In a few areas of the country, kids have already started back at school. But for many of us, summer continues to drone on, and parents just might be getting sick of hearing “I’m bored” from their kids on a daily basis. My kids have fought their own boredom with a lot of binge watching of shows, reading books, playing Minecraft, and just generally being helpful because they’ve literally run out of other ideas. I feel it’s important to be utterly bored once in a while. It breeds creativity. But summer is also a great time for fun activities. And one of the few activities at the very top of our indoor activity lists is LEGO.
LEGO, that ubiquitous toy that has been one of my favorites since my ’70s childhood. LEGO, that helped me realize that residential architecture is one of my passions. LEGO, that universally-loved building system with infinite replayability.
So, in addition to the aforementioned other activities, we have all built with LEGO this summer. LEGO mixes well with movies, conversation, audiobooks and podcasts, date night, and more. We’ve had a few recent favorites in our house. Though I still covet the new Assembly Square (one day, it will be mine), I’ve had fun building my usual smaller Creator 3-in-1 houses along with some challenging stop-motion movies, and Rory’s taken on a Coast Guard-themed set. My son pulled out his LEGO Minecraft set, and both kids worked together to totally rebuild a favorite Harry Potter LEGO set, Hogwarts Castle.
My most recent kit in my ever-growing LEGO empire is the LEGO Creator Space Shuttle Explorer kit. At only 285 pieces and a sub-$30 price tag, this kit is a fun no-brainer, especially for space-loving kids and adults. (There are other, more detailed and more expensive kits, for those who want a more complete space exploration experience.)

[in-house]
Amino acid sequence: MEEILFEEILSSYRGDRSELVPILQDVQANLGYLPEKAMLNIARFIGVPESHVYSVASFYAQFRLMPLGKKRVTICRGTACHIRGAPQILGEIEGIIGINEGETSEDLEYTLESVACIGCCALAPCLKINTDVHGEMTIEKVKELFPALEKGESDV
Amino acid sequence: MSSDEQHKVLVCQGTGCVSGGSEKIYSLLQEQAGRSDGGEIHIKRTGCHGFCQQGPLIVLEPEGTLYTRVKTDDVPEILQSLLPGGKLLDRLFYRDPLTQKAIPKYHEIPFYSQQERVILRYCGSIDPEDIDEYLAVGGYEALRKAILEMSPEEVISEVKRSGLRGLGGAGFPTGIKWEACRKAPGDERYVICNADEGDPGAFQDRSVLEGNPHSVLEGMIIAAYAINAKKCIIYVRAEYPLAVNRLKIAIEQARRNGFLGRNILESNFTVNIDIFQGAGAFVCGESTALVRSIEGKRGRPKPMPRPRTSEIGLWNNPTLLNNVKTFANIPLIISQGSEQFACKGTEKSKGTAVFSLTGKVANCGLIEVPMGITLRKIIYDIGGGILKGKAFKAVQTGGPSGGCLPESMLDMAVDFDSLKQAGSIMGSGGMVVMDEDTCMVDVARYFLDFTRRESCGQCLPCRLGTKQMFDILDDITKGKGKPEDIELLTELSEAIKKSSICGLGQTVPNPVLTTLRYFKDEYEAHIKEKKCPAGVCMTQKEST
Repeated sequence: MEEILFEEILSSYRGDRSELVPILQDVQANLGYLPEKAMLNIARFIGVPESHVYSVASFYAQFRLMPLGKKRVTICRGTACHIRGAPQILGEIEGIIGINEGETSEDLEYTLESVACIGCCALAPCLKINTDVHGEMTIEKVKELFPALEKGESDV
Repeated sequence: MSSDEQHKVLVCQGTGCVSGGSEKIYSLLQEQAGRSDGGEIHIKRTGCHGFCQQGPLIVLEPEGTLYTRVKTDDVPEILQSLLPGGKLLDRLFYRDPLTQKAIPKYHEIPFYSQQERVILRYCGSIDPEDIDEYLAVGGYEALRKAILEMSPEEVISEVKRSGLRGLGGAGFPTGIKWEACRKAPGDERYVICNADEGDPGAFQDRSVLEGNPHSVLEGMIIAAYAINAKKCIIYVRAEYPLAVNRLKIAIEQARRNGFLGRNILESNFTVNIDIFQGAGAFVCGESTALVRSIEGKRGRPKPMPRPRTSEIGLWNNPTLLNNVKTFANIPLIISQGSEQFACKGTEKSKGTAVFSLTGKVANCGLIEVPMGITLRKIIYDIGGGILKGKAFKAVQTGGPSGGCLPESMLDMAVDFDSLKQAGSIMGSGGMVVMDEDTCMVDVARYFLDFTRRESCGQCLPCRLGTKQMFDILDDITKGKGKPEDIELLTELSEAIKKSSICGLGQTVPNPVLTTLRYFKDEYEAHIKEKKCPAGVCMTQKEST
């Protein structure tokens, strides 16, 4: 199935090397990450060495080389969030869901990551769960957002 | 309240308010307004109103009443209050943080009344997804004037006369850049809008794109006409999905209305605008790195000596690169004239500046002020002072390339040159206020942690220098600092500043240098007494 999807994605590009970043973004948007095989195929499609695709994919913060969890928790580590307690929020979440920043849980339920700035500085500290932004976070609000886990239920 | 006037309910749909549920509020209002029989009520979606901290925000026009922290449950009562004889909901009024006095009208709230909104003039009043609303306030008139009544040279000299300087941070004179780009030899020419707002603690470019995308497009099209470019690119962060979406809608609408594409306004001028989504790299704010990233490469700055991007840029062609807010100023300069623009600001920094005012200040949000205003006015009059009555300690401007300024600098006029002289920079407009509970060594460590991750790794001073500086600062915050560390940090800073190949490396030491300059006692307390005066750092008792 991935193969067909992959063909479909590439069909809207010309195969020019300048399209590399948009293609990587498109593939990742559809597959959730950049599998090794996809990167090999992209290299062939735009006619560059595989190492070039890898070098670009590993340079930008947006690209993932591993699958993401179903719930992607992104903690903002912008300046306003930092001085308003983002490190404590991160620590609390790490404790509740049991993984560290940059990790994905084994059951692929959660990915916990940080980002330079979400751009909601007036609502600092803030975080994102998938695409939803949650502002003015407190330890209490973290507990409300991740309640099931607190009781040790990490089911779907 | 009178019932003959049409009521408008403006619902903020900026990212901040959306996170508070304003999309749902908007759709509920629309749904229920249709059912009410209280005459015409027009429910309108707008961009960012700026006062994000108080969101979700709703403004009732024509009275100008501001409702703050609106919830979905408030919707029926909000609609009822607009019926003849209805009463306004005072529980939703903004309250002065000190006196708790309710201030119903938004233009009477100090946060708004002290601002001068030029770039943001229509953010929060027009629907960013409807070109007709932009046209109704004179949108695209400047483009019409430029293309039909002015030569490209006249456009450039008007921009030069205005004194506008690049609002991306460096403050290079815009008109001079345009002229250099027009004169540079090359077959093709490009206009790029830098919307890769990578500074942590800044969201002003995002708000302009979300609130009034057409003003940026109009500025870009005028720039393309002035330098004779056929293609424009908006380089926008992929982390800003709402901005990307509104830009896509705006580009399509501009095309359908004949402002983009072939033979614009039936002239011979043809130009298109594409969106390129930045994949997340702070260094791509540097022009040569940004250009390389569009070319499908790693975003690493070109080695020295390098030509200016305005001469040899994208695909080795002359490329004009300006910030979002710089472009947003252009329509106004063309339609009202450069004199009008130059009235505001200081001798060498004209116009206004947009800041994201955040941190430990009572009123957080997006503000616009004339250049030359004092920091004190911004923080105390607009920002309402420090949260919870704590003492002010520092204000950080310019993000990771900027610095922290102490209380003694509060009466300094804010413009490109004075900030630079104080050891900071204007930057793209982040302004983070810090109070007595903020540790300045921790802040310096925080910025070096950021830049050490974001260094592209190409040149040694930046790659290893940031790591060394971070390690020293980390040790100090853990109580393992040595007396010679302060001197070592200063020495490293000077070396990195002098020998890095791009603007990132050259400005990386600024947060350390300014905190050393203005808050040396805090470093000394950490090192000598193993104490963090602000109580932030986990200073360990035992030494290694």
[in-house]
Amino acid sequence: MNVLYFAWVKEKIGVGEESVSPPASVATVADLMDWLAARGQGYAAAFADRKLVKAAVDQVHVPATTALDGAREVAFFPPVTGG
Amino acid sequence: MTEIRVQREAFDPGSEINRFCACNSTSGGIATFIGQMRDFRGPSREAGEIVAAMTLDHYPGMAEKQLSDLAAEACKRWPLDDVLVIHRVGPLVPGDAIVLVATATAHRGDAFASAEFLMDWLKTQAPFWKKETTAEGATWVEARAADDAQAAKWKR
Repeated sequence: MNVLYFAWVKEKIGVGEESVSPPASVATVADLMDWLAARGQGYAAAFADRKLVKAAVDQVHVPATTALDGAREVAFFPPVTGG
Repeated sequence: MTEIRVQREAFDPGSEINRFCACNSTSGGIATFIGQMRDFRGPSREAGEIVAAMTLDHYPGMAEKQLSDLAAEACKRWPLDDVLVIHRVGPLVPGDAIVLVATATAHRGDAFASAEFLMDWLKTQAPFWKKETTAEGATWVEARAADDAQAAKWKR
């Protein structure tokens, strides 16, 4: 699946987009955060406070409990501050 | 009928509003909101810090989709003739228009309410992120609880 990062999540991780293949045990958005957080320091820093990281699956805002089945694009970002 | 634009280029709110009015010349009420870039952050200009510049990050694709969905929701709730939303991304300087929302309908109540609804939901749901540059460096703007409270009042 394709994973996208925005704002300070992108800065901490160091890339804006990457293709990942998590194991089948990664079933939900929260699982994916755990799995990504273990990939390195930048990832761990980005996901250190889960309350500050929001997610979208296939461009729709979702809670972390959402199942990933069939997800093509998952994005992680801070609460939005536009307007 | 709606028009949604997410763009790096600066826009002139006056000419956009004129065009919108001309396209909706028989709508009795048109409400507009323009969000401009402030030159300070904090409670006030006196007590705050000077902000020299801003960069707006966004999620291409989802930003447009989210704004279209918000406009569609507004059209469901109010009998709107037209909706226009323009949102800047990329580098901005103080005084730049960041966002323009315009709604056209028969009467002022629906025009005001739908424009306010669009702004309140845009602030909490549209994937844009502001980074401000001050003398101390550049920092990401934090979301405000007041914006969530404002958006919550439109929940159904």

I loved this kit, partly because it had so many options and partly because it reminded me of being enthralled with the Shuttle when I was a kid, and watching countless launches and landings with my daughter on television. But the options were key. I was more used to building the small house Creator 3-in-1 kits that build three different types of houses. They’re all neat, but they’re all houses, just in different arrangements. With this Space Shuttle kit, you can build a moon buggy, a moon station, and the Space Shuttle itself, complete with robotic arm and satellite. There is also an adorable minifig with two faces: one fairly calm and collected, and one that seems to go “auuuggghh!” You get to pick which one applies to his situation at any given time.
Since I knew I’d want to leave the Shuttle built the longest, I started with the other two builds first. The moon buggy was great fun, and, though it used the least number of pieces, it was probably my second favorite of the kit. I loved how you could drive it around on its six wheels, and it had two extending arms for… well… who knows what. Perhaps for taking photos of Earth or picking up rock samples. Vroom, vroom! Mr. Smirky Astronaut really enjoyed his time in the buggy.
Next up was the moon station. Not huge, probably big enough for only an astronaut or two, but this one has a lot of moving parts. First, there is an external robotic arm that you can pretend to maneuver from the outdoor control panel. Next, there are a couple of interior areas for living and working, and some solar panels to power it all. The solar panels move, a door opens, and one of the areas’ roofs opens up. Plenty of options for real moon work and life balance.
The most impressive build, though, is, of course, the Shuttle itself. Including its robotic arm and satellite, along with an Extravehicular Mobility Unit for the minifig (yeah, I watched Space Camp like a hundred times), you can perform some serious space work and space walks with the kit. Maybe you could even build a space station with some of your own bricks and find a way to dock the Shuttle. Since there are no rocket boosters, fuel tanks, or landing gear, you can’t exactly practice take-off or landing in any authentic way, but this kit is great fun. And very nice to look at on the shelf.
So, if your kid is into space travel, is nostalgic for the decades of the Space Shuttle era, or just loves everything LEGO, the LEGO Creator Space Shuttle Explorer kit is a must-have. Affordable with plenty of replayability, you may even want to buy three to be able to have all of the builds done up at once (not to mention you’d have three minifigs, perfect for a small moon family).
The LEGO Creator Space Shuttle Explorer costs less than $30 and I highly recommend it for lovers of LEGO and space travel. It’s a great summer afternoon activity when it’s too hot or rainy to play outside!
Note: I received a unit for review purposes, but all opinions are my own.
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